Fencing is coming down this week around the new portion of Elliot Lake's rebuilt shopping centre — four years after the roof of the old Algo Centre mall collapsed, killing two women.

The unveiling symbolizes a fresh start for the small northern community.

The MPP for the area, Michael Mantha, says the old mall was a central meeting place for the town that's mostly made up of retirees.

So when it came down, people lost that sense of community.

Mike Mantha

Michael Mantha, MPP for Algoma-Manitoulin says Elliot Lake is growing. "The cloud has moved on and Elliot Lake is going in the right direction." (ontariondp.ca)

With the unveiling of the newest section of the mall, Mantha says "individuals will be able to sit down and just have a coffee, and recognize each other within the community, enjoy in discussion, share a laugh, maybe shed a tear.

"But also just to have that central gathering point is essential to the community."

Mantha notes people are remaining in town and other businesses are opening up.

"The town is growing. The cloud has moved on and Elliot Lake is going in the right direction."

'We're doing fine'

As project manager, William Elliott took on the challenge of designing a new mall.

He says there was lots of excitement when the Foodland grocery store opened.

He expects even more emotion when the second part of the new mall is unveiled later this summer.

"I think the message out there is, 'we're doing fine and we're going to be fine and we're going to prosper'."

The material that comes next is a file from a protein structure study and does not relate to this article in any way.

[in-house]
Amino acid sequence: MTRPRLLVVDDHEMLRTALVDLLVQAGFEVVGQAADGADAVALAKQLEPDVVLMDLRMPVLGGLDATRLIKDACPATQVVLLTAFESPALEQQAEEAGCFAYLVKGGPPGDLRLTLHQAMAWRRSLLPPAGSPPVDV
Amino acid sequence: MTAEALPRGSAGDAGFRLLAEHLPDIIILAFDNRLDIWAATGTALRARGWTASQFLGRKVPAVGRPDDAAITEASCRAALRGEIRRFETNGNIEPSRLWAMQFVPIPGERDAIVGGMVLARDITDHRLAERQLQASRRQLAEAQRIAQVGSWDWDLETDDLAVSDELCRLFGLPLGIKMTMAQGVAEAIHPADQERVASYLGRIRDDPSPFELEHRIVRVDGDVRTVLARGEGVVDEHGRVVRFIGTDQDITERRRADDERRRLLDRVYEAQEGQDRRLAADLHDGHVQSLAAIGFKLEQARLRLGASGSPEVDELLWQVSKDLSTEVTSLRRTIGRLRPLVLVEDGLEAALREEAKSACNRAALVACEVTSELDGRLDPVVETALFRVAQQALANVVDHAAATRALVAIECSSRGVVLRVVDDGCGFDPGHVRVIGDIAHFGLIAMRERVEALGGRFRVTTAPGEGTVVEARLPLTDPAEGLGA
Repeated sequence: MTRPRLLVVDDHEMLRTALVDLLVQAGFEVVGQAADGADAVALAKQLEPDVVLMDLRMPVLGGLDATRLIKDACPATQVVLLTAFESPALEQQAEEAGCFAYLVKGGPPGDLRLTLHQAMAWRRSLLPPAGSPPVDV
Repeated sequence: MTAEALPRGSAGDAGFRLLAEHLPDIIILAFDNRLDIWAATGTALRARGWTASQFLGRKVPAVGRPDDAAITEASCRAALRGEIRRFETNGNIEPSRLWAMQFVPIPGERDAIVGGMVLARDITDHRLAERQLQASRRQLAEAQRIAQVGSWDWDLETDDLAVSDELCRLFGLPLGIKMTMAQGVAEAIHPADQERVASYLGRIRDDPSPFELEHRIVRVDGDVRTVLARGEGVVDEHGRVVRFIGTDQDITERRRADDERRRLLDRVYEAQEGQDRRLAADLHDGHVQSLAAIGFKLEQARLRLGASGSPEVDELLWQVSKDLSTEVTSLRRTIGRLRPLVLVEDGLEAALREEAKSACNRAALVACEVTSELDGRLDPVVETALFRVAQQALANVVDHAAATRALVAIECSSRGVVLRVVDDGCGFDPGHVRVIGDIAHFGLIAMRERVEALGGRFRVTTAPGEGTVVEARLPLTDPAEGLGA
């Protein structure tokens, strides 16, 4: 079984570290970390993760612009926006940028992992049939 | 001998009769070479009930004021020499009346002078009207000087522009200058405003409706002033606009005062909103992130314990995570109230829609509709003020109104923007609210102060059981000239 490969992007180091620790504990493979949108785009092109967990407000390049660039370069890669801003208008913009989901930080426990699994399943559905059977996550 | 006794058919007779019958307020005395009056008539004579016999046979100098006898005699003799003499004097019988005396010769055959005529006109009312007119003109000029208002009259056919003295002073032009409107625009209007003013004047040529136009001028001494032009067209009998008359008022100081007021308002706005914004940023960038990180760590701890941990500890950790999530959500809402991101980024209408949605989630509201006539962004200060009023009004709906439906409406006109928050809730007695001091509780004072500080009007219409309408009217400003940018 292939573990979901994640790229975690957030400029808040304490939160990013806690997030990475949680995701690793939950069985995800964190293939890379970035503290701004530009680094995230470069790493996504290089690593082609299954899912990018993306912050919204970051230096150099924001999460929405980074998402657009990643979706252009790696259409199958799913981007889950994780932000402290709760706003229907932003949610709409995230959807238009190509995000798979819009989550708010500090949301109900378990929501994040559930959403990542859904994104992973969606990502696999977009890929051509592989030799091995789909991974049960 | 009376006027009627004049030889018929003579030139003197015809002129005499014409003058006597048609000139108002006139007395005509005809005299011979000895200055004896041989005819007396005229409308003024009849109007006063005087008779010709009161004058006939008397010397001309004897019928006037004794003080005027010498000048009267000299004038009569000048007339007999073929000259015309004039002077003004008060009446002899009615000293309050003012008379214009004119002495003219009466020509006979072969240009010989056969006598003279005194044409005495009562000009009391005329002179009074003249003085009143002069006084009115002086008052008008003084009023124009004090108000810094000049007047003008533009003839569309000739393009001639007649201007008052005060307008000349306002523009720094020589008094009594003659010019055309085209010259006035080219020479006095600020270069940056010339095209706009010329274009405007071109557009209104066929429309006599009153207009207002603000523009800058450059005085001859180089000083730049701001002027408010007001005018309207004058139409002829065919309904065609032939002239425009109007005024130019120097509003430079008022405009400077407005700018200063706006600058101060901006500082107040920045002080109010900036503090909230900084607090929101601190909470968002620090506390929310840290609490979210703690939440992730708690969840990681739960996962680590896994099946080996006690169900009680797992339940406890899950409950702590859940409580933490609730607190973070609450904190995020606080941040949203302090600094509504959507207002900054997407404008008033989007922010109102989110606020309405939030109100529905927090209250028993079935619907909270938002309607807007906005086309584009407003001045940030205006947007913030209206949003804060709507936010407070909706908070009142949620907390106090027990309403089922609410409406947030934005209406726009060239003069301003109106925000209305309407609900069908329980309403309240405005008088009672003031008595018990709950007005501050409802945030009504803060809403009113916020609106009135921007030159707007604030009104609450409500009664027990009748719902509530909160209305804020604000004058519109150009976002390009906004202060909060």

William Elliott

William Elliott, general manager for regional economic development agency ELNOS, has been the project manager for the site preparation phase of Elliot Lake's new Pearson Plaza. (Megan Thomas/CBC)

Elliott, who is general manager for regional development agency ELNOS, has been asked by city to handhold the project.

"People said, 'we don't want stairs, we don't want multi-level, we don't want everything on one level.' So we were required to create, in a community that's all hills and solid rock, a nine acre flat site," he said.

"So just to do the site work was a huge endeavour."

Finish line in sight

Elliott says the town of 11,000 people finally has something to look forward to.

"We're very pleased to now see the finish line in sight," he continued.

"The anticipation and excitement around Foodland in April was amazing. Even having that part open brought the tension in the community way down and brought the spirits of the community way up, and that's only going to be amplified when we get into the rest of the mall."

The project is bringing more to the community than just shopping, Elliott continued.

"Lots of people were going to the mall two, three, four days a week," he said.

"So ... take that away from them without a good substitute, [it] was very hard on the community. And we've heard loud and clear that [they] want that back."

Evolution of new mall

Construction of the mall began in December of 2012.

Foodland opened April 1 of this year, and retailers Dollarama and Turner's Corner General Store will move in over the next two weeks.

The plaza will be 60 to 70,000 square feet, with an ability to expand 30 to 40,000 square feet.

The library will open this fall. Elliott says it will be the showcase piece of the mall, measuring 10,000 square feet in size, with lots of windows bringing in natural light.


The trial of the only person to be charged in connection with the fatal Algo Centre Mall collapse starts Sept. 6 in Sault Ste. Marie.

Robert Wood was the last engineer to inspect the shopping centre.

He's facing two counts of criminal negligence causing death, and one count of criminal negligence causing bodily harm.